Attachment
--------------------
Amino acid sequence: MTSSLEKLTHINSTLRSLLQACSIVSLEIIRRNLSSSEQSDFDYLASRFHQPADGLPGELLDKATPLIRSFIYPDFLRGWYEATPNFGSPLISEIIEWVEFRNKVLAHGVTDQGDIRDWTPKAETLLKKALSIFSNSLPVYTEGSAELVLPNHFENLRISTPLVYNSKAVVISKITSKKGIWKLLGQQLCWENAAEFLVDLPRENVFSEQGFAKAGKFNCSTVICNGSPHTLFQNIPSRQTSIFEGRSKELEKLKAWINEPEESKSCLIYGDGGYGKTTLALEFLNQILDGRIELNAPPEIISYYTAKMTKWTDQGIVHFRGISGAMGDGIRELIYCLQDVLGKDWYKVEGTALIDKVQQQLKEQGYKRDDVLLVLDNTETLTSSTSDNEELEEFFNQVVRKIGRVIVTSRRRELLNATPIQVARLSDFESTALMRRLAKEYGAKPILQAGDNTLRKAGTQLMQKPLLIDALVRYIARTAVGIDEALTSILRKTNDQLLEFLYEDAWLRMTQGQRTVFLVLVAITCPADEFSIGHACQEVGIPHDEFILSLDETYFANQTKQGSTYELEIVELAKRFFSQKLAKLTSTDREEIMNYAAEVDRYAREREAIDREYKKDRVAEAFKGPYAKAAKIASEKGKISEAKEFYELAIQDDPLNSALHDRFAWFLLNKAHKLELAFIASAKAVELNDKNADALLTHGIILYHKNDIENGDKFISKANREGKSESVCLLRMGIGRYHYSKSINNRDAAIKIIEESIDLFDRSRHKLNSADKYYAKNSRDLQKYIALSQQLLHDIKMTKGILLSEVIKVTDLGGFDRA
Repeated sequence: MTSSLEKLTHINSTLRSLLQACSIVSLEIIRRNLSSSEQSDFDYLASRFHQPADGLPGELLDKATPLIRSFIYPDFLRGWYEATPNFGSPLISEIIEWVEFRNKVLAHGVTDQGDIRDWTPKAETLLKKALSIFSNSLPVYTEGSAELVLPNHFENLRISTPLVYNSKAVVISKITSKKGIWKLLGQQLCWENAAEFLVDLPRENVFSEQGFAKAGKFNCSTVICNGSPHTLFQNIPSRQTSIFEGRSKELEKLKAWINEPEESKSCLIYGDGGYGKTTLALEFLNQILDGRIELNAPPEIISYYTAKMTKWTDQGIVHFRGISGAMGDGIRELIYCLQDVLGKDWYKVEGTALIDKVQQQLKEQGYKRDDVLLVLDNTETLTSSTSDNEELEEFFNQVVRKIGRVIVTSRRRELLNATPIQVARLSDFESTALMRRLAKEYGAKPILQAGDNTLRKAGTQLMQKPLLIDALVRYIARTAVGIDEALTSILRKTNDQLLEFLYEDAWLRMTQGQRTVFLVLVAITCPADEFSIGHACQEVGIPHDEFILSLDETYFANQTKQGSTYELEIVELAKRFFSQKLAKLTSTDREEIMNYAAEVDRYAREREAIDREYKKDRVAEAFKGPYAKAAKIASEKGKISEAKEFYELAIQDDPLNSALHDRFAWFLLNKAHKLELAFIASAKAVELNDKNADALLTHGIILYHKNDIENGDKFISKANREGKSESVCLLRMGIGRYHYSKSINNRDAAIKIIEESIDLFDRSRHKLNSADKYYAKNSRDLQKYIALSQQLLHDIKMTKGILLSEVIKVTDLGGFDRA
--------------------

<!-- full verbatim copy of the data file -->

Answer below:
Amino acid sequence: MTSSLEKLTHINSTLRSLLQACSIVSLEIIRRNLSSSEQSDFDYLASRFHQPADGLPGELLDKATPLIRSFIYPDFLRGWYEATPNFGSPLISEIIEWVEFRNKVLAHGVTDQGDIRDWTPKAETLLKKALSIFSNSLPVYTEGSAELVLPNHFENLRISTPLVYNSKAVVISKITSKKGIWKLLGQQLCWENAAEFLVDLPRENVFSEQGFAKAGKFNCSTVICNGSPHTLFQNIPSRQTSIFEGRSKELEKLKAWINEPEESKSCLIYGDGGYGKTTLALEFLNQILDGRIELNAPPEIISYYTAKMTKWTDQGIVHFRGISGAMGDGIRELIYCLQDVLGKDWYKVEGTALIDKVQQQLKEQGYKRDDVLLVLDNTETLTSSTSDNEELEEFFNQVVRKIGRVIVTSRRRELLNATPIQVARLSDFESTALMRRLAKEYGAKPILQAGDNTLRKAGTQLMQKPLLIDALVRYIARTAVGIDEALTSILRKTNDQLLEFLYEDAWLRMTQGQRTVFLVLVAITCPADEFSIGHACQEVGIPHDEFILSLDETYFANQTKQGSTYELEIVELAKRFFSQKLAKLTSTDREEIMNYAAEVDRYAREREAIDREYKKDRVAEAFKGPYAKAAKIASEKGKISEAKEFYELAIQDDPLNSALHDRFAWFLLNKAHKLELAFIASAKAVELNDKNADALLTHGIILYHKNDIENGDKFISKANREGKSESVCLLRMGIGRYHYSKSINNRDAAIKIIEESIDLFDRSRHKLNSADKYYAKNSRDLQKYIALSQQLLHDIKMTKGILLSEVIKVTDLGGFDRA
Repeated sequence: MTSSLEKLTHINSTLRSLLQACSIVSLEIIRRNLSSSEQSDFDYLASRFHQPADGLPGELLDKATPLIRSFIYPDFLRGWYEATPNFGSPLISEIIEWVEFRNKVLAHGVTDQGDIRDWTPKAETLLKKALSIFSNSLPVYTEGSAELVLPNHFENLRISTPLVYNSKAVVISKITSKKGIWKLLGQQLCWENAAEFLVDLPRENVFSEQGFAKAGKFNCSTVICNGSPHTLFQNIPSRQTSIFEGRSKELEKLKAWINEPEESKSCLIYGDGGYGKTTLALEFLNQILDGRIELNAPPEIISYYTAKMTKWTDQGIVHFRGISGAMGDGIRELIYCLQDVLGKDWYKVEGTALIDKVQQQLKEQGYKRDDVLLVLDNTETLTSSTSDNEELEEFFNQVVRKIGRVIVTSRRRELLNATPIQVARLSDFESTALMRRLAKEYGAKPILQAGDNTLRKAGTQLMQKPLLIDALVRYIARTAVGIDEALTSILRKTNDQLLEFLYEDAWLRMTQGQRTVFLVLVAITCPADEFSIGHACQEVGIPHDEFILSLDETYFANQTKQGSTYELEIVELAKRFFSQKLAKLTSTDREEIMNYAAEVDRYAREREAIDREYKKDRVAEAFKGPYAKAAKIASEKGKISEAKEFYELAIQDDPLNSALHDRFAWFLLNKAHKLELAFIASAKAVELNDKNADALLTHGIILYHKNDIENGDKFISKANREGKSESVCLLRMGIGRYHYSKSINNRDAAIKIIEESIDLFDRSRHKLNSADKYYAKNSRDLQKYIALSQQLLHDIKMTKGILLSEVIKVTDLGGFDRA